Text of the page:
- All renovation plans should include methods to employ to reuse/recycle materials removed during construction.
- Case Study: Implement a food and resource conservation program.
- Case Study: Implement a refillable amenity dispenser system.
- Case Study: Implement a composting program.
- Case Study: Implement a mattress recycling program.
- Case Study: Implement a guestroom soap and amenity donation program.
- Case Study: Implement a textile recycling program.
- Case Study: Using Biodegradable Hotel Key Cards
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- The hotel’s environmentally conscious purchasing plan should consider life-cycle costs and testing of environmentally-responsible products and services.
- Information about the energy-efficient operation of buildings can be found by referring to the Building Upgrade Manual at EPA Energy Star site. The Upgrade Manual has a section specifically devoted to hotels and motels as well as more general information.
- There are additional resources on a range of environmental topics available from AH&LA and the Educational Institute.
- The US Green Buildings Council has established the Leadership in Environment and Energy Design (LEED) program to encourage the development and operation of green buildings. LEED has a number of rating programs and standards that can assist properties in identifying opportunities for environmental improvement and for achieving recognition for their efforts.
- EPA operates the Water Sense program whose goal is to reduce the usage of water in homes and businesses.
- EPA operates the Waste Wise program, which serves to assist businesses in reducing their solid waste production and in purchasing of recycled products.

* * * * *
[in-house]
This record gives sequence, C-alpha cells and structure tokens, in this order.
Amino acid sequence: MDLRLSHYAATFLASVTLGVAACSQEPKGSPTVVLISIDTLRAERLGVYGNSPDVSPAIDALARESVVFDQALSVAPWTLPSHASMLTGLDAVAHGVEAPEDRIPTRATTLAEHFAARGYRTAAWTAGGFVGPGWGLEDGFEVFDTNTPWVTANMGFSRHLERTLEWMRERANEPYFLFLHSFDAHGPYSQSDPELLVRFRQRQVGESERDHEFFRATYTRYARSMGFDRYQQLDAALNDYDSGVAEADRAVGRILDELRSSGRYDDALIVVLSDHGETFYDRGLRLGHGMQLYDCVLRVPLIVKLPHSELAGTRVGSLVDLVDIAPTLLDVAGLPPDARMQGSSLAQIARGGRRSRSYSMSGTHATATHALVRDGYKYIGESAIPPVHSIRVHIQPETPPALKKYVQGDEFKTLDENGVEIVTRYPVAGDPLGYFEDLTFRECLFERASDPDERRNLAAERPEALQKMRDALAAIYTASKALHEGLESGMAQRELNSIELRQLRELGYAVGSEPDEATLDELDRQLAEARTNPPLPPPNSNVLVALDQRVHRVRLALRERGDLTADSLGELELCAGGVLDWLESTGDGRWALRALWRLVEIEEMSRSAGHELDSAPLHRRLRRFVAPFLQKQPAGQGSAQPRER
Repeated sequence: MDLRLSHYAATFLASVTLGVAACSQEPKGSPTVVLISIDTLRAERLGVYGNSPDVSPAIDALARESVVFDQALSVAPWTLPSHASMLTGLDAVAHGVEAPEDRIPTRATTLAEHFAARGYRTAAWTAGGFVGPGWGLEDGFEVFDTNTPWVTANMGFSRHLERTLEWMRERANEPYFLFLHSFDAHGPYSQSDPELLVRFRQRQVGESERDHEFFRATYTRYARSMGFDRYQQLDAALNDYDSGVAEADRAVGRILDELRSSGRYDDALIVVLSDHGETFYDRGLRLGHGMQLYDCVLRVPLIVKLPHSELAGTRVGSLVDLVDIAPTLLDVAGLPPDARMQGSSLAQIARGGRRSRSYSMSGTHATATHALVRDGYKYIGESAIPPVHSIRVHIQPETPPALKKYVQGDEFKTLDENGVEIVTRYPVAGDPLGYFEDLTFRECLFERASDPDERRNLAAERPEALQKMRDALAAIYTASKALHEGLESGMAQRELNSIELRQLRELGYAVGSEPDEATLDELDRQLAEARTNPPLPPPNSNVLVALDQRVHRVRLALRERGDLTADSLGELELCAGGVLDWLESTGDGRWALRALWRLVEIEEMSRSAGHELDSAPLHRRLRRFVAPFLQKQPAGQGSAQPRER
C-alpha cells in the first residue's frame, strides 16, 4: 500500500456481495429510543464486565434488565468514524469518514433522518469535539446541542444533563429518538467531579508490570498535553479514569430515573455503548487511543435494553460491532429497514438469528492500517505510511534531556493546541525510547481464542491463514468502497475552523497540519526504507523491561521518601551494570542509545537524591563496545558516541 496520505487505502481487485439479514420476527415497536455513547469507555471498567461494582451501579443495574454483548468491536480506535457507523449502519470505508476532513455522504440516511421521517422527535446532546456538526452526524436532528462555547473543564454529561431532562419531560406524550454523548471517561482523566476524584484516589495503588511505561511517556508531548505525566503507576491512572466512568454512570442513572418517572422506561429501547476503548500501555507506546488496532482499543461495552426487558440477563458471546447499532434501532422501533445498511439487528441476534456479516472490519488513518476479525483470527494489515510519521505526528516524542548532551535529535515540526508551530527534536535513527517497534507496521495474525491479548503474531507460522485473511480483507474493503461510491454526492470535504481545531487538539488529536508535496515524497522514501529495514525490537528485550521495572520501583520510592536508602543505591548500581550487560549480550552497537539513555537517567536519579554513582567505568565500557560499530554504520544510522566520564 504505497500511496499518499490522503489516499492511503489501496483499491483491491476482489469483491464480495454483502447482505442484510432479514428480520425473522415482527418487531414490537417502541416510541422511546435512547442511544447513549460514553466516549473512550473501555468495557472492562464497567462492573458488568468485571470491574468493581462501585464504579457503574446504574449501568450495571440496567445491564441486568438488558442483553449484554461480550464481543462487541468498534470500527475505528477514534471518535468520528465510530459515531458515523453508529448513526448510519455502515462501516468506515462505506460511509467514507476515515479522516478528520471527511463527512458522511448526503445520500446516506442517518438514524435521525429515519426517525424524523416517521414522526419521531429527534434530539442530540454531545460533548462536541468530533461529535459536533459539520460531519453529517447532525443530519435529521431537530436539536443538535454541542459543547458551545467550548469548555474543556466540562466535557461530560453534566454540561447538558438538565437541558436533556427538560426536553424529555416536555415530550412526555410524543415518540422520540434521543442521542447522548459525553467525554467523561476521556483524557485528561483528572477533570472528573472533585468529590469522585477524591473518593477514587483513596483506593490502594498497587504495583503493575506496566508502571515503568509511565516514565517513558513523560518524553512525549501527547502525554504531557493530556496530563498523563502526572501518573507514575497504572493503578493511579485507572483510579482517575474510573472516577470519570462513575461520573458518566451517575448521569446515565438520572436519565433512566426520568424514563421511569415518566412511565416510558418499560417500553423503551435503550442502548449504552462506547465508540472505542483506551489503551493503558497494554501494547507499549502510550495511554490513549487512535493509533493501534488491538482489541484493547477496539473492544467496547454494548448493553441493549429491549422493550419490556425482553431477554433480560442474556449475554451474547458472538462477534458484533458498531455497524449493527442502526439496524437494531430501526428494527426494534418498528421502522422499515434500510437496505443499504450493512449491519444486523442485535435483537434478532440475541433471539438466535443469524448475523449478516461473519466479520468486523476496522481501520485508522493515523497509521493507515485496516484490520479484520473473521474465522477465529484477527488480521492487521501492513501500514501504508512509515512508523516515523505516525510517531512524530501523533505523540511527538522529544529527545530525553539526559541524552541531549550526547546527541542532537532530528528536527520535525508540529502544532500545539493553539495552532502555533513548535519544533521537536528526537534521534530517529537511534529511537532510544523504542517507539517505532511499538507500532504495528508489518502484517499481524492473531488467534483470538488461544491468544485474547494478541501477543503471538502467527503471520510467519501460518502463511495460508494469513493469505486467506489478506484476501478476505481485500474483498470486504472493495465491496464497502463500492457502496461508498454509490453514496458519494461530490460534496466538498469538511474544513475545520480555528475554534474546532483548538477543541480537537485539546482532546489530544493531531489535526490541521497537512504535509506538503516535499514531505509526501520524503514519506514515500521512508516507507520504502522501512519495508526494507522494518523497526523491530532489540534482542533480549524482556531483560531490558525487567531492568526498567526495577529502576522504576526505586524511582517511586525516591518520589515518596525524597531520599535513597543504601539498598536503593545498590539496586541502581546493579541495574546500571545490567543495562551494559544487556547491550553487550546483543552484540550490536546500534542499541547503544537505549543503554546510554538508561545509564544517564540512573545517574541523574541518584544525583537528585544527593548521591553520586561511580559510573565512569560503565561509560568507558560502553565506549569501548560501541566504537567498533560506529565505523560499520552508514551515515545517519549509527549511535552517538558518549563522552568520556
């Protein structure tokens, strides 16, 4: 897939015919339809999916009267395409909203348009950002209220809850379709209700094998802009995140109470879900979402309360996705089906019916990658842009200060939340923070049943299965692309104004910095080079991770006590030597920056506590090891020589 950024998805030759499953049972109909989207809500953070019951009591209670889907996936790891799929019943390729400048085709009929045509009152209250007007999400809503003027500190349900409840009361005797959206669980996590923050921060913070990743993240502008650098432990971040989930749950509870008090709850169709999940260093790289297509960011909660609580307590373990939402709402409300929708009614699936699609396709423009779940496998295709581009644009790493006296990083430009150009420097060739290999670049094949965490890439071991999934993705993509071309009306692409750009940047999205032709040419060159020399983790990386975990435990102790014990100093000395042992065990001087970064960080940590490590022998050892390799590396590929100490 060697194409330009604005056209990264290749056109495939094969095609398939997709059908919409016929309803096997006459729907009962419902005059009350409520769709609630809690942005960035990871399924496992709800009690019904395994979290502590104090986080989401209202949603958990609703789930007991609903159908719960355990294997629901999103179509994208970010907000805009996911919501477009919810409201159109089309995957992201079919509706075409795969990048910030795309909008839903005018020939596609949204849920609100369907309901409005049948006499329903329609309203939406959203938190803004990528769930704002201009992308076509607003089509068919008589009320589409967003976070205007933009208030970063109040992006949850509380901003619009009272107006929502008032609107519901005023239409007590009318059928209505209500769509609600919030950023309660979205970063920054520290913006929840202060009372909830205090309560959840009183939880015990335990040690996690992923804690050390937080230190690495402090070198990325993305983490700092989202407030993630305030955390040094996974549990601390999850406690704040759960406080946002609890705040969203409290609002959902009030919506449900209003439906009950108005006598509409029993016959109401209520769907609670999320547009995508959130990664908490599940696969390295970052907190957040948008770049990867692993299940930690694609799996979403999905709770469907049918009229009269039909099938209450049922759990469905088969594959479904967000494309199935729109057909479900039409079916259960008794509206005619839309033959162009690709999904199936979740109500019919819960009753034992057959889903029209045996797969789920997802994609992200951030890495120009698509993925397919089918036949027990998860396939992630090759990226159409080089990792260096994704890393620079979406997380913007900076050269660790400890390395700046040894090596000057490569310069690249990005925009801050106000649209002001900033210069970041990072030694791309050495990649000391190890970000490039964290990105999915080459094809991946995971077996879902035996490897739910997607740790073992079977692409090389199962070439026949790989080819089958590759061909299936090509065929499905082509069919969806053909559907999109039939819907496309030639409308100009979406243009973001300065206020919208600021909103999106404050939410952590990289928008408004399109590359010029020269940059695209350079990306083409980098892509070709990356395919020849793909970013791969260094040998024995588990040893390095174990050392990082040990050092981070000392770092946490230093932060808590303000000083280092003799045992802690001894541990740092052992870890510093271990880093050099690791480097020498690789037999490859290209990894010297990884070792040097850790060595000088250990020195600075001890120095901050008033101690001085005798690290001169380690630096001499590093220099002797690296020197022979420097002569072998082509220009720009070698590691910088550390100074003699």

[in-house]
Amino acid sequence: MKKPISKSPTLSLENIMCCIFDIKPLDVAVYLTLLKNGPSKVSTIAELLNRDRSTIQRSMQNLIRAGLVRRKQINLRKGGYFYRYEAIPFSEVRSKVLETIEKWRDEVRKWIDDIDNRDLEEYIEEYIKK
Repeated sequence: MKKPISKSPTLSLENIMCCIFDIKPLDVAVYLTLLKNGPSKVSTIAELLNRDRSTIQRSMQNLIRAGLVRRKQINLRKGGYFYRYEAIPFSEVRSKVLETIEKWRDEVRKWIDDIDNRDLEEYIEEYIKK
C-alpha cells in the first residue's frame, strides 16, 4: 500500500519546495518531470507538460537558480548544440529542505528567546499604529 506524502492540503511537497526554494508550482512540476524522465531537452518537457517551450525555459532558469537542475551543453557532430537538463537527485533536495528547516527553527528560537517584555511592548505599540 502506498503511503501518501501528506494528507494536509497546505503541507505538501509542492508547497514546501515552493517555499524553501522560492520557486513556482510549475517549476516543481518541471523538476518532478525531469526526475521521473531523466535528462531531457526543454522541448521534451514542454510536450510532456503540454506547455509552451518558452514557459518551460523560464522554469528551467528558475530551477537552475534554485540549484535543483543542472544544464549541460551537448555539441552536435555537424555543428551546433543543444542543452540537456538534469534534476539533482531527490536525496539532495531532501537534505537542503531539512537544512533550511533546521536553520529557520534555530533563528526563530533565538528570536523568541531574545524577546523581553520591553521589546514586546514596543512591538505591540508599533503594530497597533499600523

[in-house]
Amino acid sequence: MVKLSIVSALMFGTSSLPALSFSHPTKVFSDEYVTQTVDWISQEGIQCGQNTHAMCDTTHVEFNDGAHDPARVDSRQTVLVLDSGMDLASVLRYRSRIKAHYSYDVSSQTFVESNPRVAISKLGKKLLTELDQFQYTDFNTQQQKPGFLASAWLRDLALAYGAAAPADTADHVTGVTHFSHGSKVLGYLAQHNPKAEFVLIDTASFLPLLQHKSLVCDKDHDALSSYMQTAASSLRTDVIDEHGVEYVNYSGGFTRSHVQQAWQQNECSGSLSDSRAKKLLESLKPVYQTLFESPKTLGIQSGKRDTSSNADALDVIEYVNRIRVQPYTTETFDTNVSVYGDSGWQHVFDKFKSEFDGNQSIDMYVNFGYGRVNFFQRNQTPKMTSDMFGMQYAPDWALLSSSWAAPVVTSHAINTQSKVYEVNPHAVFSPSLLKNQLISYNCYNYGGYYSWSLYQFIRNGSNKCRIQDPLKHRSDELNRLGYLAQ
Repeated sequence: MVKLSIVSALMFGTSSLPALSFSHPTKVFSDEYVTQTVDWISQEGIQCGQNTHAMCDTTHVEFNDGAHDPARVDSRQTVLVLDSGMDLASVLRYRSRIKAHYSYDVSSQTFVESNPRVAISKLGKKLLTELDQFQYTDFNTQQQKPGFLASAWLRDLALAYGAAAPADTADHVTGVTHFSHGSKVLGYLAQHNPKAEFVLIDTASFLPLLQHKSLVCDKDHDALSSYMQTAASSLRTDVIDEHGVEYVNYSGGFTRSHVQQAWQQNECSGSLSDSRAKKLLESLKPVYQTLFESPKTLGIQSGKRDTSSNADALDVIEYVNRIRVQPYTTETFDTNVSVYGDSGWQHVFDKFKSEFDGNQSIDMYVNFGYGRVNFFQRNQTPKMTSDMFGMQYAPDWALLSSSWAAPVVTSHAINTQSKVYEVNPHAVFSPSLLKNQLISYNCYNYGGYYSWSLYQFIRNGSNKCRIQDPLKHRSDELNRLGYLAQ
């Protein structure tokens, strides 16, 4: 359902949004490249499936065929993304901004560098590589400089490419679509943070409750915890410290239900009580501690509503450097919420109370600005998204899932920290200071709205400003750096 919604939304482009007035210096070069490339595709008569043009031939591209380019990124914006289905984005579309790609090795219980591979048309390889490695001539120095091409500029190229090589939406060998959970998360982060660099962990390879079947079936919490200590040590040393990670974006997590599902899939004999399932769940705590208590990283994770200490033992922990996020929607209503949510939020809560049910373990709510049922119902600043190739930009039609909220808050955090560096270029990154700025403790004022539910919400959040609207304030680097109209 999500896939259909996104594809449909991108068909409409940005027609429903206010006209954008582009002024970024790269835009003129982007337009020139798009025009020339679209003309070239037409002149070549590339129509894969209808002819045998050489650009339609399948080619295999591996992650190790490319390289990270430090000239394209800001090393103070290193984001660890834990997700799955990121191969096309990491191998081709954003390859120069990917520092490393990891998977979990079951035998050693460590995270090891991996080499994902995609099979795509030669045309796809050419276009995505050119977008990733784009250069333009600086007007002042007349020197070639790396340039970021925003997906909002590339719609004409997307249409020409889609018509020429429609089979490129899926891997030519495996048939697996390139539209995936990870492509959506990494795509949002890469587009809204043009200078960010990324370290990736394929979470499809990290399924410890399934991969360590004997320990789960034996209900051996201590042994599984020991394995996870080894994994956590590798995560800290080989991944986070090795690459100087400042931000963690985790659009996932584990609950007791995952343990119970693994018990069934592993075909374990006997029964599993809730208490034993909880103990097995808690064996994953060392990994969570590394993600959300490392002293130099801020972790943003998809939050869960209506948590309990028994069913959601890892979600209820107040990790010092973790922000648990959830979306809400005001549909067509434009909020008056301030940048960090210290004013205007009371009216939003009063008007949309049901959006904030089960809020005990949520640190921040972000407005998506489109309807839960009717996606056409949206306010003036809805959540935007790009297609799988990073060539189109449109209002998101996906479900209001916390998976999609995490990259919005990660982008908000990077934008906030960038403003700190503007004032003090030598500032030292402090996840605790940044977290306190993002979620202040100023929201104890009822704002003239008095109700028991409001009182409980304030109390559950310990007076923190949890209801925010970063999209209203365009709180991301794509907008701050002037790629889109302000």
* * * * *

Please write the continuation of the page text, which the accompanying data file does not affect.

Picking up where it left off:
- One important element of an environmental program involves the quality of the indoor air environment. A source for information on this topic is Building Air Quality: A Guide for Building Owners and Managers.
- A particular indoor air quality problem in hotels over the years has been mold and mildew. An excellent source on dealing with the mold and mildew problem is Commissioning Buildings in Hot and Humid Climates by Odom and DuBose. Copies of this book are available through a number of online book distributors.
- The American Society of Heating, Refrigerating, and Air Conditioning Engineers (ASHRAE) has a number of standards and publications dealing with indoor air quality. Their publication Indoor Air Quality Guide: Best Practices for Design, Construction, and Commissioning, as well as a number of other materials is available via their Website.
- The Federal government operates an Environmentally Preferable Purchasing (EPP) program, which offers information on the program, its standards, and products.
- Purchase non-VOC products to improve indoor air quality.
- Step-By-Step: Implement an Integrated Pest Management plan to minimize the use of chemical pesticides.
- A closer look: Use a Utility Bill Paying Service to Record Your Energy, Waste, and Water Consumption Data.
- Case Study: Electric Vehicle Charging Stations are coming to your hotel.
- New guidelines to Reduce Mold and Mildew in your guest rooms.
- New Green Meeting Guidelines.
- USDA Certified Organic Foods and the Farm to Table Movement.
For more information on purchasing guidelines, click here.